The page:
The next Full Moon is on the 12th, and the next New Moon is on the 26th.

The International Space Station and various satellites can be tracked and viewed at Heavens-Above.com (link is set for Mt. Shasta’s location and elevation.)

For a full list of sky happenings this month, as well as a handy printable map, download The Evening Sky Map.

Welcome Our New Executive Director

By unanimous vote of the Board of Directors, I am pleased to announce to our membership that local candidate Jim Mullins has accepted the position of Executive Director.

In this position, Jim Mullins will oversee the Chamber of Commerce’s Membership Services organization as well as the Mt. Shasta Visitor’s Bureau operations.

Jim’s extensive experience with staff development and management, regional marketing and sales as well as successful community events comes with a proven track record. I am confident in his ability to serve, benefit and expand the Chamber Membership as well as contribute to Mount Shasta Area’s overall economic growth.

Fondly referred to by many as “Big Jim,” he brings a personable warmth and emphasis on relationship building and addressing the needs of our members.

Thank you for your patience while the Board followed a three phase vetting process involving full board paper review, interviews and in-person candidate presentations. This eight-week process was intentional and paced, by design, to ensure that the over twenty national and regional applicants were fairly reviewed and had a positive and professional experience interacting with the Chamber.

Our members are our top priority, and Jim demonstrated commitment to this throughout the selection process. The Board is committed to furthering its key role in promoting Mount Shasta Area’s member businesses’ economic vitality, destination marketing development and identifying, shaping and preserving our unique community character. Jim’s background in economic development and his firsthand understanding of how businesses can be sustainable and expand will facilitate this well.

Please help us welcome Jim as our new Executive Director at the Chamber of Commerce Business After Hours Networking Event, Thursday, July 10, 5 PM at Doris Moss Realty.

Or contact Jim at the Chamber office as he is ready to meet you and support your ideas to grow the chamber member services and the Visitor’s Bureau.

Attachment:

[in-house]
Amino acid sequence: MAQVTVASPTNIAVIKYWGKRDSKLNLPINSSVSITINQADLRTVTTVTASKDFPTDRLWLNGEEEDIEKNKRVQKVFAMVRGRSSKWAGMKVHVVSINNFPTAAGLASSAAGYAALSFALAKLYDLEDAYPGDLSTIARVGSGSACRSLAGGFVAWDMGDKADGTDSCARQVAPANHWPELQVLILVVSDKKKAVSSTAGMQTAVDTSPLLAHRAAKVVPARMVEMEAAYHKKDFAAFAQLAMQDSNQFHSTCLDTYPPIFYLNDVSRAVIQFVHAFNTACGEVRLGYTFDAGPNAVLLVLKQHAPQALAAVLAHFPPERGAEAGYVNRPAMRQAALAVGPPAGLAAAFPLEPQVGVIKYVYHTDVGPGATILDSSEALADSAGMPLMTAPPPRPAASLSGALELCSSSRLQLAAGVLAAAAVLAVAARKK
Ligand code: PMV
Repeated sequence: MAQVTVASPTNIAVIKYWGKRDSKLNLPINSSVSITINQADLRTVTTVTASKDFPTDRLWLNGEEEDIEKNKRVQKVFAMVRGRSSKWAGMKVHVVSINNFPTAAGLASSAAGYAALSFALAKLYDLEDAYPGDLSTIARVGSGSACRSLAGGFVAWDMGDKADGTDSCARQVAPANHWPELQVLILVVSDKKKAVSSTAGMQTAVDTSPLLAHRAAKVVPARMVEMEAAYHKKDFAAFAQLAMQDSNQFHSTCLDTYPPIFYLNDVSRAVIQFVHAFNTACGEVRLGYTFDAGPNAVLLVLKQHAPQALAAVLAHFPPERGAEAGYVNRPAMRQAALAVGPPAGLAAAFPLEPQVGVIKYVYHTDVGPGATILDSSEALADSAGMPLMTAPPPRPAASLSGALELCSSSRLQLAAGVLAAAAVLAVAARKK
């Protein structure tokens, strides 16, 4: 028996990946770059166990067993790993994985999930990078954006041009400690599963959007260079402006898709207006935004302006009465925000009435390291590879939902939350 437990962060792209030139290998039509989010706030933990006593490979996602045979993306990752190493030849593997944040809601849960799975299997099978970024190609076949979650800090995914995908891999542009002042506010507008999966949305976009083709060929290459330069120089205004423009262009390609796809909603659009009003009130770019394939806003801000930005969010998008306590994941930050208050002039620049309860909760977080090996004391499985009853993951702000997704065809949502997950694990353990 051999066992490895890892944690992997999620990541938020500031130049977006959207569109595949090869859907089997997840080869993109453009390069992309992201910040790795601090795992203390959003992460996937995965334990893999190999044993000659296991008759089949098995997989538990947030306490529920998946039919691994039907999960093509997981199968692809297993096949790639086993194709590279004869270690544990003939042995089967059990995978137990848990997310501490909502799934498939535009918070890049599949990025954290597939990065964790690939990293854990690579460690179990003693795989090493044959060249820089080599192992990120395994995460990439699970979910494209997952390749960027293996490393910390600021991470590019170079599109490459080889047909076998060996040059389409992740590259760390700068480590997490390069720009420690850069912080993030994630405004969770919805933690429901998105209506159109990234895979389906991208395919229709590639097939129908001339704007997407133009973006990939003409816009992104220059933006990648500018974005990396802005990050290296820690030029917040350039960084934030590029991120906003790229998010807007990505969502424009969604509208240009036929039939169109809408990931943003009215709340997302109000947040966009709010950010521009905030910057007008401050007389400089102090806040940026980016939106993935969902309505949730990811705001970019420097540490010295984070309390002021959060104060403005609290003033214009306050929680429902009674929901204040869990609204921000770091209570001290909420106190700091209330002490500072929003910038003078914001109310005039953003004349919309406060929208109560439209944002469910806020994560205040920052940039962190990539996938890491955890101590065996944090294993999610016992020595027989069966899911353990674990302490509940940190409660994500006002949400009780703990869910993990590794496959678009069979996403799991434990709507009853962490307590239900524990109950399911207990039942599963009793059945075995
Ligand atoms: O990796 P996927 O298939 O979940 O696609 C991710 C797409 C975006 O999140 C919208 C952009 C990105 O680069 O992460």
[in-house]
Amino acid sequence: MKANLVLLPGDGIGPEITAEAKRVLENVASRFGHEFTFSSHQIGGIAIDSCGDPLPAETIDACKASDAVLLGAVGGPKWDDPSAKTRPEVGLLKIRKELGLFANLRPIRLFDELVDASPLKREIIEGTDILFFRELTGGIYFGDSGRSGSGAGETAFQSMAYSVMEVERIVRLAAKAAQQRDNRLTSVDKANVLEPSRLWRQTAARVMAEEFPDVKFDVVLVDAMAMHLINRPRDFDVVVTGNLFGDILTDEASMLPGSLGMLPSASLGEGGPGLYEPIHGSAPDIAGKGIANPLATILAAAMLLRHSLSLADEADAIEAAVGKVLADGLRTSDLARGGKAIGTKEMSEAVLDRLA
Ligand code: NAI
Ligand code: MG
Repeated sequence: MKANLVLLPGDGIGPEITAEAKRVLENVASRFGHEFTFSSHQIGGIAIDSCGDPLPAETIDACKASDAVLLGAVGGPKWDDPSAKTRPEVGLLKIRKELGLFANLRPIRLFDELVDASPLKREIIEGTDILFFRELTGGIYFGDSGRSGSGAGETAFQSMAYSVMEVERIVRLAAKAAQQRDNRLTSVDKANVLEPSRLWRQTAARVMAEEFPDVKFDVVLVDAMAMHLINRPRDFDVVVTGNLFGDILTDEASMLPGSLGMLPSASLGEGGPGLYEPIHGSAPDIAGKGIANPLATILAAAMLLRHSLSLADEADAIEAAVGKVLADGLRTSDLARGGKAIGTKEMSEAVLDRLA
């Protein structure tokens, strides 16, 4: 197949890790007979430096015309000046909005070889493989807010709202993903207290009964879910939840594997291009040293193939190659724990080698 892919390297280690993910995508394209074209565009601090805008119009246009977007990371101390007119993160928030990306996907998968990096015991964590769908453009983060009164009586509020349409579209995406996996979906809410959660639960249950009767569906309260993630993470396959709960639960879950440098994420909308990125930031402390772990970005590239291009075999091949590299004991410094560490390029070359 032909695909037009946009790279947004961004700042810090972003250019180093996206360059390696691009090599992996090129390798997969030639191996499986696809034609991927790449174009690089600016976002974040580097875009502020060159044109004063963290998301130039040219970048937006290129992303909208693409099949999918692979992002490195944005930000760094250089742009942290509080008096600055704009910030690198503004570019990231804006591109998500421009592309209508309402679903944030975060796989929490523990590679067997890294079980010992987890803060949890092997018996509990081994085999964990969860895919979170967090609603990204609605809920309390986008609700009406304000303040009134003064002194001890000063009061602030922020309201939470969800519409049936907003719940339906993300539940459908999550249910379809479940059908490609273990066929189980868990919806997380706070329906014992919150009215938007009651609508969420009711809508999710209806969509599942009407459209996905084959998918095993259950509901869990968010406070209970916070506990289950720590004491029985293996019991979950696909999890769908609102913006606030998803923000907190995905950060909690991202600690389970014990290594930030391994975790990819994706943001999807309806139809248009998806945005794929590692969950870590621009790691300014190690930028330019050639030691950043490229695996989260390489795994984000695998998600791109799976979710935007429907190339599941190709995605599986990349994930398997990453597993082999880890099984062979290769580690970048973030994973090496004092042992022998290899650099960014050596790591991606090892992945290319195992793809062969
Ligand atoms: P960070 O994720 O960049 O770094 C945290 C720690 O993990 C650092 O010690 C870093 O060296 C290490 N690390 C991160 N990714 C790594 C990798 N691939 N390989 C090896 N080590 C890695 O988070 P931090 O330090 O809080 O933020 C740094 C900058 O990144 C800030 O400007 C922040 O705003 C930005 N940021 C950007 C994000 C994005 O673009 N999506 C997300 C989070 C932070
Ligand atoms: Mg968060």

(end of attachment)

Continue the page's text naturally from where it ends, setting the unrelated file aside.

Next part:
Thank you,
Brett Waite
President of the Mt. Shasta Chamber of Commerce

What’s Up June 2014

HubbleJGRS_1000

If you love the starry sky, June is a minimalist month because the nights are so short. But there is still plenty to see in the night sky tonight. Three planets and many bright stars await you after the Sun finally sets.

Jupiter, Mars, and Saturn are spread across the evening sky as twilight ends. The King of Planets is in the west, Saturn in the east, and Mars in between. Not far from Mars is the superhot star Spica, whose surface is a blistering 40,000° Fahrenheit. Saturn lies in the dim constellation of Libra, whose stars were once imagined to be the claws of Scorpius to its east.
Sky and Telescope

The next Full Moon is on the 13th, and the next New Moon is on the 27th.

The International Space Station and various satellites can be tracked and viewed at Heavens-Above.com (link is set for Mt. Shasta’s location and elevation.)

For a full list of sky happenings this month, as well as a handy printable map, download The Evening Sky Map.

What’s Up May 2014

Saturn, as photographed by the Cassini probe

Saturn, as photographed by the Cassini probe

These days, the Sun doesn’t set until nearly 8 o’clock, so it’s not really dark until well after dinnertime. May opens with the Moon just making its entrance into the evening sky. On the 1st, look for a thin crescent low in the west soon after sunset.

This month you have a chance to see four planets — Mercury, Jupiter, Mars, and Saturn — all strung along the ecliptic (the Sun’s path among the stars) in the evening sky. Look for Mercury low in the west about 45 minutes after the Sun sets (and above that point). The best days to spot it will be roughly the last half of May, especially around the 22nd.

Jupiter is easy to find. It’s over in the west about halfway up at sunset. It outshines Betelgeuse, Aldebaran, and all the stars around it. Above Jupiter, about one fist away, are the twins of Gemini, with Pollux on the left and Castor on the right. To Jupiter’s left, by about two fists, is the star Procyon, in Canis Minor, the Little Dog. To its right, three fists away, is Capella, the brightest star in the constellation Auriga.
Sky and Telescope

The next Full Moon is on the 14th, and the next New Moon is on the 28th.

The International Space Station and various satellites can be tracked and viewed at Heavens-Above.com (link is set for Mt. Shasta’s location and elevation.)

For a full list of sky happenings this month, as well as a handy printable map, download The Evening Sky Map.

Congratulations to the Chamber’s awards recipients

Businesses of the Year — Solano’s Alpine Hardware and Wholesale Solar

Business of the Year: Solano's Alpine Hardware

Business of the Year: Solano’s Alpine Hardware

Business of the Year: Wholesale Solar

Business of the Year: Wholesale Solar

Citizen of the Year — Ned Boss

Ned-Boss-2

85 guests joined us for an inspirational evening at this year’s annual Chamber of Commerce Awards Reception on Friday, April 11, 2014 at the Mt. Shasta Sisson Museum.

The buffet, catered by Black Diamond Catering, featuring gourmet hors d’oeuvres and appetizers, awakened and delighted everyone’s palate. A chocolate fountain and a complimentary glass of Champagne contributed nicely to the enjoyment of all.